Initially, she was hoping it was just a pulled muscle as Josie’s hamstring started quivering during the flexion. Let’s try a muscle block to see what happens.

We were so excited when the muscle block seemed to have drastically improved her way of going. Woohoo! The first reading gave an improvement of 3.3 Push off and .01 Impact. Yes! I was so excited. A few more tests to confirm. Test 2 = 6.3 / 0.0. Oh no. Test 3 = 6.2 / 1.2. Fudge. Time to flex! Test 4 = 10.5 / 4.6. Shoot. The block helped, but did not solve the issue. Ugh.

Time to xray the stifles. 

Just like the hocks, nothing of significance.  After finding multiple areas of soreness in her body, hearing an audible change in how her footfalls hit the ground, and using the computer analysis, the recommendation was to inject her stifles, help her sore muscles with magnawave and a chiropractic adjustment, and begin a 28-day loading dose of Adequan.  Goodie.

Josie was quietly standing being the best patient I could have asked for, looking at me every now and then for reassurance.  Such a lady. I was so proud of her. I felt that a thorough analysis had been done and numbers don’t lie. I agreed to the treatment and prayed that this was going to help her.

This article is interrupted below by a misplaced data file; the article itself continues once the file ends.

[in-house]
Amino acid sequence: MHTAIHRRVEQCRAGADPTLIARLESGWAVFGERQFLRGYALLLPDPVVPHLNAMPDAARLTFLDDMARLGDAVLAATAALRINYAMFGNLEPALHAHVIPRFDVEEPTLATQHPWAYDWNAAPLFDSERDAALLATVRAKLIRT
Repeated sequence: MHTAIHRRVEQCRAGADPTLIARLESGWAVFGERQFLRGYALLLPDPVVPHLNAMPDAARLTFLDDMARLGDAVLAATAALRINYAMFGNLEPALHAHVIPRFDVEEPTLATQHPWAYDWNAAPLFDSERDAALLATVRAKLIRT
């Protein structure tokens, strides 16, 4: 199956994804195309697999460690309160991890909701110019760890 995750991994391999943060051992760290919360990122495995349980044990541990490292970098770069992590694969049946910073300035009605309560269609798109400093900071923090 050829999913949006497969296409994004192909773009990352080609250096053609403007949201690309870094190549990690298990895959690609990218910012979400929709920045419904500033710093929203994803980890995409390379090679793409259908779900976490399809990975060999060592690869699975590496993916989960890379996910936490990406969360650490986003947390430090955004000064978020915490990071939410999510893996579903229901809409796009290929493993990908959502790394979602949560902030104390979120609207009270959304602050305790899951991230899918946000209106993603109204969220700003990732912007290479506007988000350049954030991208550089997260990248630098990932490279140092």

I’m pleased to say that I’ve ridden 3 times since the procedure and she is feeling better with each ride.  I have never felt her use her body the way she has since the adjustments!  I hope this was what Josie needed to get back on track! You never know what is going to happen, but I feel like I made an educated decision on a treatment plan and so far it seems to be working!

This weekend we are showing at Flying Cross Farm, Training 2 and 3. Send good thoughts and prayers our way that Josie will be feeling her best and that I don’t forget my tests!

Follow our journey!